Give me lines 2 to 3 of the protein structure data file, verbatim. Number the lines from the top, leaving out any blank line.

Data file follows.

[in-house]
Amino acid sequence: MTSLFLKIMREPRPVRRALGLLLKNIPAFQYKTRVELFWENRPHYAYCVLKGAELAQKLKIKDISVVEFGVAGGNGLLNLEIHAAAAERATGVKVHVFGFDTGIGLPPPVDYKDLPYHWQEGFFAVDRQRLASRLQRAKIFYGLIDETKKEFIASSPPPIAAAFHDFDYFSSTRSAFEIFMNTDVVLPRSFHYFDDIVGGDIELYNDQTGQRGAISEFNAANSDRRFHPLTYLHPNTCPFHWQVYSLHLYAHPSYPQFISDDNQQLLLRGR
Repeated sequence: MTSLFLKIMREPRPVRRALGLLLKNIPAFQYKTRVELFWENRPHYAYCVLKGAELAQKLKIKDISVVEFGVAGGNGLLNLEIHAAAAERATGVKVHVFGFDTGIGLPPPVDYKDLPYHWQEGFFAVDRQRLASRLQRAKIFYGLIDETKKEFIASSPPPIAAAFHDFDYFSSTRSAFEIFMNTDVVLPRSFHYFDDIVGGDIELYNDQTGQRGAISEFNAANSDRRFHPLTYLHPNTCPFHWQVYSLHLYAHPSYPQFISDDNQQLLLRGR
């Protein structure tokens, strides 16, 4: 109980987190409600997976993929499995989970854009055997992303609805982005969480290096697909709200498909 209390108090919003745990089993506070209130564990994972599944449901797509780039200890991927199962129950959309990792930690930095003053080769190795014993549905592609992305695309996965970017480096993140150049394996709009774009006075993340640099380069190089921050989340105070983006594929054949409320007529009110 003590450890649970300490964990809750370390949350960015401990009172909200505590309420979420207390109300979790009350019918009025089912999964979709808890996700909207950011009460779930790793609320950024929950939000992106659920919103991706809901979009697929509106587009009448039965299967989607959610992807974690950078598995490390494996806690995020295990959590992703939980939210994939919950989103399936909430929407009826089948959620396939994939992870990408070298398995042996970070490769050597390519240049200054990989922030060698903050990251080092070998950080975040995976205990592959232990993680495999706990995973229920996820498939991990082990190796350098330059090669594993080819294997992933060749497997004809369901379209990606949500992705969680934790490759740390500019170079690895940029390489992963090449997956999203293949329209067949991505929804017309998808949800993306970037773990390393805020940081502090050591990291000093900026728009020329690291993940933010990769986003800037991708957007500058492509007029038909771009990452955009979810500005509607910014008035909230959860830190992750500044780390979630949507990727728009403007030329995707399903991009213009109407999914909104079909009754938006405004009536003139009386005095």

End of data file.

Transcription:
Amino acid sequence: MTSLFLKIMREPRPVRRALGLLLKNIPAFQYKTRVELFWENRPHYAYCVLKGAELAQKLKIKDISVVEFGVAGGNGLLNLEIHAAAAERATGVKVHVFGFDTGIGLPPPVDYKDLPYHWQEGFFAVDRQRLASRLQRAKIFYGLIDETKKEFIASSPPPIAAAFHDFDYFSSTRSAFEIFMNTDVVLPRSFHYFDDIVGGDIELYNDQTGQRGAISEFNAANSDRRFHPLTYLHPNTCPFHWQVYSLHLYAHPSYPQFISDDNQQLLLRGR
Repeated sequence: MTSLFLKIMREPRPVRRALGLLLKNIPAFQYKTRVELFWENRPHYAYCVLKGAELAQKLKIKDISVVEFGVAGGNGLLNLEIHAAAAERATGVKVHVFGFDTGIGLPPPVDYKDLPYHWQEGFFAVDRQRLASRLQRAKIFYGLIDETKKEFIASSPPPIAAAFHDFDYFSSTRSAFEIFMNTDVVLPRSFHYFDDIVGGDIELYNDQTGQRGAISEFNAANSDRRFHPLTYLHPNTCPFHWQVYSLHLYAHPSYPQFISDDNQQLLLRGR